WHEN TO GO TO JEJU ISLAND
We visited in May, and the weather was great. May has little rain and the temperatures are comfortable at the mid-10s to low 20s°C (50-68°F). I’ve also visited in winter and though it was chilly, there wasn’t much snow and the skies were clear. In general, I find Jeju to be a great destination all year round.
If you prefer warmer temperatures, you can visit during July and August where temperatures reach 30°C (86°F). For those who favor the cold, visit during the months of December to February when temperatures drop below 10°C (50°F).
WHERE TO STAY IN JEJU
Since we already hired a driver to bring us around the island, we stayed in the city center to make it easier to commute to and from the airport on our own. Our choice of accommodation is a small but cozy budget hotel, Four Seasons, near Shilla duty-free shopping. The hotel was less than USD 60 per night for the three of us!
There was nothing fanciful, but the rooms were clean and the service was great. We could also easily walk to hypermarts (large multi-story supermarkets) to get snacks and drinks. If you prefer to maximize your resort vacation, there are also tons of hotels and Airbnbs near the coastal areas with excellent vistas.
TIP: Hypermarts are closed on the last Saturday of each month in Jeju! We learned this the hard way.
WHAT TO PACK FOR A 3-DAY TRIP TO JEJU ISLAND
Always check the weather beforehand and prepare for 5 to 10°C lower! In Jeju, you will go around hills, coasts, and caves and the temperatures at these places will be much lower. Also, expect to do a fair amount of walking so make sure your clothes and shoes are appropriate.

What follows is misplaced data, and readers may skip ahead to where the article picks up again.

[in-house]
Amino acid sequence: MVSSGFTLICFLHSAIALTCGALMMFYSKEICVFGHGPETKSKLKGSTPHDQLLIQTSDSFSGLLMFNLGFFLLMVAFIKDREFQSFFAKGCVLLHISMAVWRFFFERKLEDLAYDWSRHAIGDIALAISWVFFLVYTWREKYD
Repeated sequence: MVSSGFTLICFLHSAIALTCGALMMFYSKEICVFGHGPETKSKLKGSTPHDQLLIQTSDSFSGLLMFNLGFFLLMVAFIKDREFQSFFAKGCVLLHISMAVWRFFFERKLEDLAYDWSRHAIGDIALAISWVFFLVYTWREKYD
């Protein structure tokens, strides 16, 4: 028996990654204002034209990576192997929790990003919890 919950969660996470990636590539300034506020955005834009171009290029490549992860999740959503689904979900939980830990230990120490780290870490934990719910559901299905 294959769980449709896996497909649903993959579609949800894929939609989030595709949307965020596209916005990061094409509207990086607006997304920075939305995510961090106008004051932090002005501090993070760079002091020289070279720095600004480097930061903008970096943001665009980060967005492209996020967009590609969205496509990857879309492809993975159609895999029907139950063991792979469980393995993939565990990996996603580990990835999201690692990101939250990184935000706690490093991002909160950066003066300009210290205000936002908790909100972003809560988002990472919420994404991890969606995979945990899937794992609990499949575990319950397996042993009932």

We wore pants and covered shoes throughout our trip in Jeju. Dressy pants and jeans are fine so you don’t really need to invest in running pants or trekking gear.
KOREAN FOOD TO TRY IN JEJU
1. Black Pork
Black pork is definitely first on this list. It is the best grade of pork available on the island and is unique to Jeju. Most restaurants will serve it in a barbecue setting, where each table has its own grill to cook the pork slices.
It is so famed that they even have a street dedicated to it – Black Pork Street (Heuk Dwaeji Street).
2. Abalone Stew or Abalone Porridge
Enjoy a flavourful stew or porridge with fresh abalone caught in the waters around the island. It’s an incredibly nutritious dish! Opt for the porridge version to get a taste of the abalones while keeping the meal wallet-friendly.
Hallabong is a kind of mandarin orange named after Hallasan, the tallest mountain in the country that’s located in the center of Jeju Island, where it is primarily grown. You will find boxes and boxes of these oranges in their markets and also many Hallabong-flavored desserts around. We tried Hallabong ice cream and Hallabong juice and both were great!
4. Samgyetang (Ginseng Chicken Soup)
This is probably one of my favourite Korean dishes. Chicken is boiled together with ginseng and other herbs to create an aromatic soup. There’s also glutinous rice inside the soup which makes it a filling meal. The meat is unbelievably tender and locals usually have the warm soup during summer as they feel that it is good for the body.
HOW TO SPEND 3 DAYS ON JEJU ISLAND
|DAY ONE: Jeju City Tour
• Dong Mun Traditional Market
• Black Pork Street (lunch)
• Halla Arboretum
• Sunset at Dobu-Dong Rainbow Coastal Road
• Sashimi Restaurant (dinner)
|DAY TWO: East of Jeju Island
• Sunrise at Seongsan Ilchubong
• Manjanggul Lava Tube
• Sangumburi Crater
• Seongmi Garden (dinner)
|DAY THREE: West of Jeju Island
• O’sulloc Tea Museum and Innisfree
• Sanbang Mountain
• Cheonjeyeon Falls
• Jusangjeolli Cliffs
• Yakcheonsa Temple
• Nene Chicken (dinner)
DAY 1: Jeju City Tour
Take it easy for the first day around Jeju city. To get around the city, we bought the one-day pass for the Jeju city cyclic route, also known as the Jeju city hop on hop off bus. The one-day pass costs KRW 12,000 per person, and the bus plies popular spots in Jeju city.